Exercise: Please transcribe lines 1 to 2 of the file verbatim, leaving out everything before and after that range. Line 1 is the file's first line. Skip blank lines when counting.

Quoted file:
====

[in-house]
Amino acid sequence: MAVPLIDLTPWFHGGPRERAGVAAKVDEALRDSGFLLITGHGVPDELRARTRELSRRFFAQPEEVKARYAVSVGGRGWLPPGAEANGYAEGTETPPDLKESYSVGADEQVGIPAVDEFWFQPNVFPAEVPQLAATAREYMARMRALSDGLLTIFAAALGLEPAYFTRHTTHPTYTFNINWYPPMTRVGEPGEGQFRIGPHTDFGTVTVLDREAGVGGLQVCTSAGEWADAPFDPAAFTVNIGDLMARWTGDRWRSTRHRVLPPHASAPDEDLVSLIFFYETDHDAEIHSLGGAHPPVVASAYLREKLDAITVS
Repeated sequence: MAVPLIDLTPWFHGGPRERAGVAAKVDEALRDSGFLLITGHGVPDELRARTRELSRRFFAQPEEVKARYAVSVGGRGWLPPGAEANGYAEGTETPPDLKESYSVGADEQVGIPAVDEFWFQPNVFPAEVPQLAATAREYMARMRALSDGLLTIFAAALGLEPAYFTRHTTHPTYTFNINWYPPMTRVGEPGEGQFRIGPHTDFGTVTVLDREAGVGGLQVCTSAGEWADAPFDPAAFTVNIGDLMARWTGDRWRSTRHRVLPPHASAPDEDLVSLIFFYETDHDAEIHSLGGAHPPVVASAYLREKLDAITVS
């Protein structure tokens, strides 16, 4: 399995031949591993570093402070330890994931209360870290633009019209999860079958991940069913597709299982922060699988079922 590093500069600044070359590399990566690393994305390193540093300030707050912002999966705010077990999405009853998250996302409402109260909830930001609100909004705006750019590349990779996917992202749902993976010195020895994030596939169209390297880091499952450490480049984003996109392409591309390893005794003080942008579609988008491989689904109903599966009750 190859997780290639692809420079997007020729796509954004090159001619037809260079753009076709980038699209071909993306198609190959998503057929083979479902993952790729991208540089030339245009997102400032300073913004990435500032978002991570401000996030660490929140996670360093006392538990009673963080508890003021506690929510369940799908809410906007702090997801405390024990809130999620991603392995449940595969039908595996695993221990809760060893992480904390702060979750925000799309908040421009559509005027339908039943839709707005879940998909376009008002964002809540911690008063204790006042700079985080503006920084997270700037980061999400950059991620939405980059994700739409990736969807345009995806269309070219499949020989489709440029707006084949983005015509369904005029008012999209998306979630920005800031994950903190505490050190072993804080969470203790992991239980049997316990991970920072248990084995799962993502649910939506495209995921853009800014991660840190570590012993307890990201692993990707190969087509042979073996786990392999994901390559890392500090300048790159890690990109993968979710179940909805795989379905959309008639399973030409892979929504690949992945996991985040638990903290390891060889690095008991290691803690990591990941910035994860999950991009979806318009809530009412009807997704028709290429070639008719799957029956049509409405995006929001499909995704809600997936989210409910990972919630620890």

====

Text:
[in-house]
Amino acid sequence: MAVPLIDLTPWFHGGPRERAGVAAKVDEALRDSGFLLITGHGVPDELRARTRELSRRFFAQPEEVKARYAVSVGGRGWLPPGAEANGYAEGTETPPDLKESYSVGADEQVGIPAVDEFWFQPNVFPAEVPQLAATAREYMARMRALSDGLLTIFAAALGLEPAYFTRHTTHPTYTFNINWYPPMTRVGEPGEGQFRIGPHTDFGTVTVLDREAGVGGLQVCTSAGEWADAPFDPAAFTVNIGDLMARWTGDRWRSTRHRVLPPHASAPDEDLVSLIFFYETDHDAEIHSLGGAHPPVVASAYLREKLDAITVS